Late last year Bruce Trampler, the matchmaker for promoter Bob Arum, took a phone call from TVKO. The boxing pay-per-view network was looking for a Jan. 10 opponent for Darrin Van Horn, the IBF super middleweight champion. "Give me a minute to think," Trampler told the caller. Trampler placed a hand over the phone's mouthpiece.
Sitting across from him in Arum's Las Vegas office was Iran Barkley, the 31-year-old former WBC middleweight champion who had fallen on hard times. "Can you make 168 pounds for a title fight?" Trampler asked him.
"No problem," replied Barkley, a former street fighter from the Bronx.
"I got just the guy," Trampler said into the telephone. Barkley stopped Van Horn in the second round at Madison Square Garden to earn $60,000, some $440,000 less than Barkley made last Friday night when he completed his resurrection by upsetting WBA light heavyweight champion Thomas Hearns in a bloody and brutal split decision at Caesars Palace in Las Vegas.
Barkley needed almost four years to come full circle. In another bloody slug-fest, on June 6, 1988, he had stopped Hearns in the third round to win his first title, the WBC middleweight crown. However, disaster soon followed. First, Barkley had an operation to remove scar tissue over both eyes. Then came successive losses to Roberto Duran, Michael Nunn and Nigel Benn. Finally, in December 1989, he underwent surgery to remove a cataract and repair a retinal tear in his left eye. Barkley was reduced to fighting for pin money. Before the Van Horn bout he earned $6,000 for beating Jesus Castaneda in Great Falls, Mont., on Oct. 3, 1991. For his next fight, against Kevin Watts, he was to be paid $7,500.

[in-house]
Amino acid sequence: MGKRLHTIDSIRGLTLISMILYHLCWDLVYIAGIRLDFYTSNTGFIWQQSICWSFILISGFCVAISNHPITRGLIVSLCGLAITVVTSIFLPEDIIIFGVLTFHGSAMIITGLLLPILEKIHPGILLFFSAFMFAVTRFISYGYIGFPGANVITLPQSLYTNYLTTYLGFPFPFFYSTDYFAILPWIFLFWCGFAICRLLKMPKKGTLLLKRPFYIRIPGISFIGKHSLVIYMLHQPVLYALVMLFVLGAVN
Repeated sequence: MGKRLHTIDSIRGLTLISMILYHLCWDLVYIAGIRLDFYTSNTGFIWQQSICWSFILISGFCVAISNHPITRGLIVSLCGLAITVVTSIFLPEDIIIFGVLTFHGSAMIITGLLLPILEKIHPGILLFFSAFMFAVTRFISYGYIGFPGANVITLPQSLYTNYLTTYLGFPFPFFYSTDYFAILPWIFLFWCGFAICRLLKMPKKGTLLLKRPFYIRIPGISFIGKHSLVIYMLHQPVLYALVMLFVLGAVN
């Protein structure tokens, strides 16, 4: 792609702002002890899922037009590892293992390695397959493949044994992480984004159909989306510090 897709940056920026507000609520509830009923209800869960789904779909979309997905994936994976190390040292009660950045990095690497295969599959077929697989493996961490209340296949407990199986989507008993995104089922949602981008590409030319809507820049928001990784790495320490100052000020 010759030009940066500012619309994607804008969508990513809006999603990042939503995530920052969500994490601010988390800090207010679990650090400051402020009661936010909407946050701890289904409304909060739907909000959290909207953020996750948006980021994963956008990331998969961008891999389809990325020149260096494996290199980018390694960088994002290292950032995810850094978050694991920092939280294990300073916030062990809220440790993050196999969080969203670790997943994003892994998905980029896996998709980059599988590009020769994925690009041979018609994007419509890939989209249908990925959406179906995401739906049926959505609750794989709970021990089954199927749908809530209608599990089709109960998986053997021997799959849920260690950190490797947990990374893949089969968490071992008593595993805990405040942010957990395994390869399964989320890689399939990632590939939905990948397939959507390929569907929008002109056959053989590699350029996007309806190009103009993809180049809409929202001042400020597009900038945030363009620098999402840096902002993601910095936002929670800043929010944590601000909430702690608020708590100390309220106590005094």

Barkley, a free spender, was financially strapped when he sat in Trampler's office. "I had knocked out a legend [Hearns], and I went home and waited for the applause," he said a few days before last week's fight. "It never came. I kept thinking about the legends: Hearns, Ray Leonard, Marvin Hagler and Duran. They had their own clique, and they would never let anybody else in. Well, I busted in and knocked one of them out. I beat another one, Duran, and they stole the decision. I was very bitter with boxing. I almost quit. But I'm still here. Hearns will find that out Friday night. He busted me up good the first time. Now he better worry about that. He better not make me bleed."
Barkley, who entered the Hearns bout with a 28-7 record, is an angry brawler who jumps in an opponent's face and hangs on the way a Doberman hangs on to a piece of red meat. To keep Barkley at arm's length, where he becomes a mediocre club fighter, an opponent needs either firepower or legs. On Friday, in his 55th pro fight, the 33-year-old Hearns had neither. He chose not to run, or was unable to. Hearns's vaunted right hand, which had stopped 40 opponents, was all but nonexistent. His adviser, Harold Smith (SI, March 23), later said that Hearns had injured the hand two weeks before the fight and that for a few days the pain had Hearns considering a postponement.
"You don't have to be a genius to know what Barkley is going to do," said Hearns's strategist, Alex Sherer, a few days before the fight. "I look for him to come barreling out with no respect, shooting those big punches. With that mean stick of his, Tommy should bust him up, close his eyes and get him out early. I'm not one for making exciting fights. I'm for dissecting it and getting out. That's all I want Tommy to do—punish him, take him down, take him apart and win."